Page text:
Brain knowledge, a key tool for teachers

Anna Forés Miravelles is a lecturer at the Department of Teaching and Learning and Educational Organization.


The concept of neuroeducation is relatively new. It has been talked about recently, but it needs more knowledge on the formation of the brain, how it matures and how it works when we learn, which it is essential for education professionals. It has been proved that knowing the latest research on neuroeducation and apply them in the classrooms can improve the educational practices and as well, adapt it to the needs of the 21st century.

Researchers David Bueno, from the Faculty of Biology, and Anna Forés, from the Faculty of Education, coordinated the book La práctica educativa con mirada neurocientífica , which has been published. The goal of this volume is clear: fighting one of the most widespread critiques in neuroeducation, namely that the ideas it brings can be valid on paper, but it is complex to put them into practice. Bueno and Forés, codirectors of the Chair on Neuroeducation UB-Edu1st, state that “the distinctive feature of this book is that it provides neuroeducation practical experiences that, despite being easy to apply, can provide shocking results’.

The book includes practical experiences in all education phases -from childhood to university, other higher education studies and adult education-, carried out by the members of the Chair, all of them co-authors of the book. Bueno notes that the benefits of neuroeducation and its practice are valid for any training phase, since “the brain matures while it ages, adding skills and making them progress, regardless of the life stage we are in, it is constantly learning’.

Transforming teaching from a neuroeducational perspective

People have become aware of the importance of neuroeducation when the technology that allows us to see how the brain works has been available. “Neuroscience is still a very young field. Until a few years ago, we did not have the techniques that allow us to monitor specific areas of the brain and analyse how they function in everyday situations. Thanks to these tools, we have begun to understand how we learn, what motivates us and, for example, the role of emotions. These discoveries generate many possibilities when it comes to improving educational proposals, with a solid scientific base", says Bueno.

However, Forés notes that we need to be “prudent and humble, and transfer neuroscience research to the educational field and always remember that neuroeducation is not a replacement of pedagogy. It cannot be. It is a complementary approach that allows us to have new data to continue doing research from pedagogy, sociology or psychology’. Education requires new responses to adapt to the needs of the 21st century and, in this sense, researchers note that neuroscience has validated and confirmed many of the things that were already known or intuited, and has shown that old practices or sayings related to education -such as to spare the rod is to spoil the child-, which were unquestionable until recently.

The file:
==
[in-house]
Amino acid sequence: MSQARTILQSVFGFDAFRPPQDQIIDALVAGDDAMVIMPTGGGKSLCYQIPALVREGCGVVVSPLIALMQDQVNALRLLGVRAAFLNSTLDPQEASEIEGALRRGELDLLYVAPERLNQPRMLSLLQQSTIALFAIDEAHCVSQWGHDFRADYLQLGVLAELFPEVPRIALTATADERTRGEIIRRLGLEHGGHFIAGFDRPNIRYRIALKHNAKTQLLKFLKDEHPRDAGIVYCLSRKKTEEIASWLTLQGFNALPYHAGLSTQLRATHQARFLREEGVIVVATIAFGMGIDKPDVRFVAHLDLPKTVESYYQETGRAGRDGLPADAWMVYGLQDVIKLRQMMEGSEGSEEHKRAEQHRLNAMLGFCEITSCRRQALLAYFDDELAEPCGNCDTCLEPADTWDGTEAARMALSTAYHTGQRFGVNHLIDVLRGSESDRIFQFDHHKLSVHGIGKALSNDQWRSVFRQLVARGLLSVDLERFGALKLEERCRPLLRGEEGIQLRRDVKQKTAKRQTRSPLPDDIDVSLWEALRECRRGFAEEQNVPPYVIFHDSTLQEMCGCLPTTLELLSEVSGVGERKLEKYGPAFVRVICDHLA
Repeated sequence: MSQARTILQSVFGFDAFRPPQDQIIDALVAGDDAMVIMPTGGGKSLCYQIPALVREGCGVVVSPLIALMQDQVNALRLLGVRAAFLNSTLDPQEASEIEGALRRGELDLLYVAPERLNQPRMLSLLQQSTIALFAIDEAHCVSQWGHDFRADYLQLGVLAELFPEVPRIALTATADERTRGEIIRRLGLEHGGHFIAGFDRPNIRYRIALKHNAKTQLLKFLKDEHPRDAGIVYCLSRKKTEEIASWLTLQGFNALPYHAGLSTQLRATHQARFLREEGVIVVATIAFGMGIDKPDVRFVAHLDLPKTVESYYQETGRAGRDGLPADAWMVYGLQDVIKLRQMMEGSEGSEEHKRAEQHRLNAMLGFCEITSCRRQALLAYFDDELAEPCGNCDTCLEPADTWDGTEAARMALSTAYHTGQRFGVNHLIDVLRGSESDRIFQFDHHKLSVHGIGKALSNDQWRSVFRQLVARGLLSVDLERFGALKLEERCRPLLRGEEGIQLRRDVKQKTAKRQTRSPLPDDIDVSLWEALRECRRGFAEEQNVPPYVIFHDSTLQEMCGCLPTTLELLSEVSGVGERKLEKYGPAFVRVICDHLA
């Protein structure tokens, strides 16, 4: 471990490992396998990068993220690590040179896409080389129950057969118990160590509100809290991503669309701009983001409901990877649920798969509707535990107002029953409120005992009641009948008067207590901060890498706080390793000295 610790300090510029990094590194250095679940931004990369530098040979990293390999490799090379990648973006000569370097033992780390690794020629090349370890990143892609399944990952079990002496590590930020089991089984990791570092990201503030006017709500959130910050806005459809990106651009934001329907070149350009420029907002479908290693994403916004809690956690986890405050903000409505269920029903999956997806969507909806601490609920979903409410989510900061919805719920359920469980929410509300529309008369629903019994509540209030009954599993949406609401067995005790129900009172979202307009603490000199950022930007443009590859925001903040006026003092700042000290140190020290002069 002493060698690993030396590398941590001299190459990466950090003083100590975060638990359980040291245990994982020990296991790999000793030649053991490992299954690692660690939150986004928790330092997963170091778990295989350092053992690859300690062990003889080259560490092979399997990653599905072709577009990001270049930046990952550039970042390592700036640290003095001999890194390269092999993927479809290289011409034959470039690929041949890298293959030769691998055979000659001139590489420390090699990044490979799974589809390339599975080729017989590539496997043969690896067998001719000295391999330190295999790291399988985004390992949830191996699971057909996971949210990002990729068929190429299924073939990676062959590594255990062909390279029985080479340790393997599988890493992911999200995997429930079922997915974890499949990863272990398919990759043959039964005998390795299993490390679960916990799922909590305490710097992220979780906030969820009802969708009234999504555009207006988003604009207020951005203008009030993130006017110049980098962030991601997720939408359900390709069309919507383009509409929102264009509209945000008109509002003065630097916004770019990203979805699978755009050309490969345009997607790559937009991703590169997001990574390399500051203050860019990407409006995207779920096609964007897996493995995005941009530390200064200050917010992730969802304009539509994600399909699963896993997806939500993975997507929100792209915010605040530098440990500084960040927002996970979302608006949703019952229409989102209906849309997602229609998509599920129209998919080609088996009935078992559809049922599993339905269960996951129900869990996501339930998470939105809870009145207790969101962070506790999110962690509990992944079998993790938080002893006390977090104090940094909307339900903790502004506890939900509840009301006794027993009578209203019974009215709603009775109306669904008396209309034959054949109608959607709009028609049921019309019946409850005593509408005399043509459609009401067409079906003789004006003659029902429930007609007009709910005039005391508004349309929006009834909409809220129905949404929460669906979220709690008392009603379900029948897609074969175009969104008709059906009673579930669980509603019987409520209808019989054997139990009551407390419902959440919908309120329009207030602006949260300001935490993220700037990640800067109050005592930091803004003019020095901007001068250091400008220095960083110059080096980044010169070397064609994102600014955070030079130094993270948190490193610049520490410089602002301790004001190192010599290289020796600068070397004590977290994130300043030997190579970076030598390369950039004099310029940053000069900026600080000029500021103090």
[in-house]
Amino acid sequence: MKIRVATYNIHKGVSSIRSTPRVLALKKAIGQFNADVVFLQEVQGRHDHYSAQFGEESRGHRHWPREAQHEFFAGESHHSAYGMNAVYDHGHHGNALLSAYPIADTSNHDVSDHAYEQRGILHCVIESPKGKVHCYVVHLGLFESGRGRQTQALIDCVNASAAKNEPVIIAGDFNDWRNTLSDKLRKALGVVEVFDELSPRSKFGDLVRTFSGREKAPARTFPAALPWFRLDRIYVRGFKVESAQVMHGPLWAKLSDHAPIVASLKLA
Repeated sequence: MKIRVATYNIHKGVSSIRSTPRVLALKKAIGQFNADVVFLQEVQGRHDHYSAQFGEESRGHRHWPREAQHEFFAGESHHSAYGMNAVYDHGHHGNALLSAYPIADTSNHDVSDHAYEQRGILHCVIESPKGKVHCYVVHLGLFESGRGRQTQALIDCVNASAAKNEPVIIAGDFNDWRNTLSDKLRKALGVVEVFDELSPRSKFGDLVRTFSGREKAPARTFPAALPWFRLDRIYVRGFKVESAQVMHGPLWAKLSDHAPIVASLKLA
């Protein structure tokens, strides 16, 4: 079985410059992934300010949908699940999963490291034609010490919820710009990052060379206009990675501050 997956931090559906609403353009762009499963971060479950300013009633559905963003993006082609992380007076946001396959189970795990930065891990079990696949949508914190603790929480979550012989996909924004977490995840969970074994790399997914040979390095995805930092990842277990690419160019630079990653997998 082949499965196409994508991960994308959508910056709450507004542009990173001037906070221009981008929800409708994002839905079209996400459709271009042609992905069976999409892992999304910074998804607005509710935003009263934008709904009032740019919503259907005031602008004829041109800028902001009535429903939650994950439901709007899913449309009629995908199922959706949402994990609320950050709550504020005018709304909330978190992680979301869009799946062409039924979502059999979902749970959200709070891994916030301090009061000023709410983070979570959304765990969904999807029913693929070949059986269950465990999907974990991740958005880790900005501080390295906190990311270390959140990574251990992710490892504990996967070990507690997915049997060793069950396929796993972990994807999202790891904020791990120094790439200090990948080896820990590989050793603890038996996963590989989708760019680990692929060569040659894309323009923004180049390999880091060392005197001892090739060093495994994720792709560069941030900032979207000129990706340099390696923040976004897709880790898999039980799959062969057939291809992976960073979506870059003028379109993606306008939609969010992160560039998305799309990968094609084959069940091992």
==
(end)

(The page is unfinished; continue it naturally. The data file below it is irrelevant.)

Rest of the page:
The researchers believe that, given current knowledge, all education professionals should have a basic understanding of the brain. ’Knowing how the brain works, how it learns, how it matures or what motivates us helps us understand, for example, why there are educational strategies that work very well and others that don not. It even allows us to see that certain strategies that can work in the short term can, on the other hand, have pernicious effects in the mid and long term for the integral structure of the person. Therefore, neuroscience simplifies our teaching profession and helps us improve it", concludes Forés.

Neuroeducation is not a fad, it is here to stay e

Most of the educational community values the contributions of neuroeducation positively. In this sense, the coordinators of this work state that "although neuroscience may seem like a fad, the truth is that it has come to stay." Bueno and Forés have been teaching in neuroeducation through a postgraduate degree at the University of Barcelona for six years and have observed a clear upward trend regarding its demand. In fact, this year the offering of postgraduate places has doubled, in blended and e-learning versions and the master’s degree in Advanced Neuroscience has also been created. Also, the 3rd Neuroscience Conference , which registered more than half a thousand attendees last year, will take place this March.

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